“Incredibly effective.” “Truly remarkable.” These are just a few of the comments made about the results of the latest ketamine trial – the first ever randomized control trial to study the effect of ketamine on people aged 60+ suffering from treatment resistant depression.

This trial, led by professor Colleen Loo of the University of New South Wales in conjunction with the Black Dog Institute, is noteworthy for several reasons: (1.) it deals with a more mature population that not only resisted earlier methods of treatment, but that also can be generally very difficult to treat with traditional antidepressants or medications (2.) ketamine was not administered via IV infusion; rather it was administered via a small, subcutaneous injection reminiscent of insulin injections for diabetes patients, and (3.) the positive antidepressant effects of the ketamine lasted at least six months for 43% of the subjects. 70% of the subjects reported an improvement in their depressive symptoms while undergoing ketamine treatment.

Recently, ketamine has shown great promise in treating severely depressed and suicidal adolescents. It seems there is no age limit on the positive effects of ketamine.


Ketamine is no one-trick pony. This “wonder drug” is also a popular treatment for chronic pain – hard to treat conditions such as CRPS and fibromyalgia. Furthermore, ketamine is also being studied as a relapse-prevention medication for recovering addicts and alcoholics, as well as a PTSD treatment – both pro- and reactively – for first responders, veterans, and other people who are exposed to highly stressful situations and environments.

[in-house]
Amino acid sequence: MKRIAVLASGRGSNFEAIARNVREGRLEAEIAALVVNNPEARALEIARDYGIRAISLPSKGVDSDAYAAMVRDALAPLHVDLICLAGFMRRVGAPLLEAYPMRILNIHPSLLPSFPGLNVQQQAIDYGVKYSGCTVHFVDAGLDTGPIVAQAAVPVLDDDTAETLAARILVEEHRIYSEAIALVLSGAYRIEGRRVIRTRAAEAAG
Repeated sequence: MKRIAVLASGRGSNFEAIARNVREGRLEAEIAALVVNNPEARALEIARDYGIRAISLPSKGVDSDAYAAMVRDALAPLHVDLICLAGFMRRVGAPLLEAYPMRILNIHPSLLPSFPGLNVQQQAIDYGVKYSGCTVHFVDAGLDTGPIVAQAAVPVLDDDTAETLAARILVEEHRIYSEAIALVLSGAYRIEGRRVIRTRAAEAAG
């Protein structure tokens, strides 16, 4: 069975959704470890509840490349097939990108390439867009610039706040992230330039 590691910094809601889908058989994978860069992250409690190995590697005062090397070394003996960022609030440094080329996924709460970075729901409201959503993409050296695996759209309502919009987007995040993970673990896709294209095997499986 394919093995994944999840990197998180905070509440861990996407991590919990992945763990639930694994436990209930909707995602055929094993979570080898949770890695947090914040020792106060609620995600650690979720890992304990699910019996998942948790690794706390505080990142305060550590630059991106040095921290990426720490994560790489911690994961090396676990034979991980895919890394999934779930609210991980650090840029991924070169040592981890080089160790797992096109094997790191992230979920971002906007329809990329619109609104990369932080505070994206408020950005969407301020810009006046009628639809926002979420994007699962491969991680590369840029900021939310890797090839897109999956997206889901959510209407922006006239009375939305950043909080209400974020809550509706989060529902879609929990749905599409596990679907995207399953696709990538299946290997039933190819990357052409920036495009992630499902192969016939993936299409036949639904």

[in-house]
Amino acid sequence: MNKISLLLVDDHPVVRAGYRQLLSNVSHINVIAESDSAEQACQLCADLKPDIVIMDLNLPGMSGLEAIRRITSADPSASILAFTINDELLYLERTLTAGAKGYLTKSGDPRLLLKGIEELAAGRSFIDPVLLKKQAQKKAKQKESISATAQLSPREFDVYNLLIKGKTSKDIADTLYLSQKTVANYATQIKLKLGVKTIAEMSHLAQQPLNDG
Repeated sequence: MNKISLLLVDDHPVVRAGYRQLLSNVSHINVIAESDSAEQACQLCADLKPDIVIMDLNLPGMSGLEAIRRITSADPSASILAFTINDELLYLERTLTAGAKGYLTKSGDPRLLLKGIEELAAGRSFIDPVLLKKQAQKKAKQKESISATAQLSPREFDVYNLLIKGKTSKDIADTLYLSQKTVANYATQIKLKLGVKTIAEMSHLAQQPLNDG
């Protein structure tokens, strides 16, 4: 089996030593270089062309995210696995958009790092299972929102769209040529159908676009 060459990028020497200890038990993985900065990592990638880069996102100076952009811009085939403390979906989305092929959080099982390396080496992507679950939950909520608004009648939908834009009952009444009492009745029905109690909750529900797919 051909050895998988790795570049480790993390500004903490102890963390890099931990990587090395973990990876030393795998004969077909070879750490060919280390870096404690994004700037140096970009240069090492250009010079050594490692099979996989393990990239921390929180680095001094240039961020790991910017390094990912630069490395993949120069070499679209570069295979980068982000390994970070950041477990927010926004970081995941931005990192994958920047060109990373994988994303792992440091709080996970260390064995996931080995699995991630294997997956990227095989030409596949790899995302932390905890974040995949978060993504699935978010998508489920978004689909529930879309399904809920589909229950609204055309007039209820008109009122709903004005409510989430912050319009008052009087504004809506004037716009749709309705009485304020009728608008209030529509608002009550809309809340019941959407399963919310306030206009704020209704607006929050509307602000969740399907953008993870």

The more we learn about ketamine for chronic pain, depression and psychiatric disorders, the more wonderful it seems. Oftentimes met with confusion or misguided judgement, ketamine infusions can and do change lives. We see it all the time at Vitalitas Denver.

Unfortunately, ketamine is still an inaccessible option for many people. While ketamine clinics around the country are doing their fair share to bring new hope to the lives of people suffering from physically and emotionally painful conditions, the lack of potential profit has prevented any major pharmaceutical company from funding the trials necessary for ketamine to gain FDA approval.

There is hope, though, as another recent study has shed light on what may be ketamine’s antidepressive mechanism. This discovery could enable Big Pharma to research and develop a new drug – something similar to ketamine – but with the opportunity to slap a profitable patent onto it.

Until ketamine is FDA approved for the treatment of depression and pain, we are committed to keeping our prices low and making ketamine infusions accessible to as many people as possible. If you think ketamine could help you or a loved one, contact us via the brief form below. We’ll connect you with an experienced member of our team who can answer your questions and help you determine the right course of treatment.

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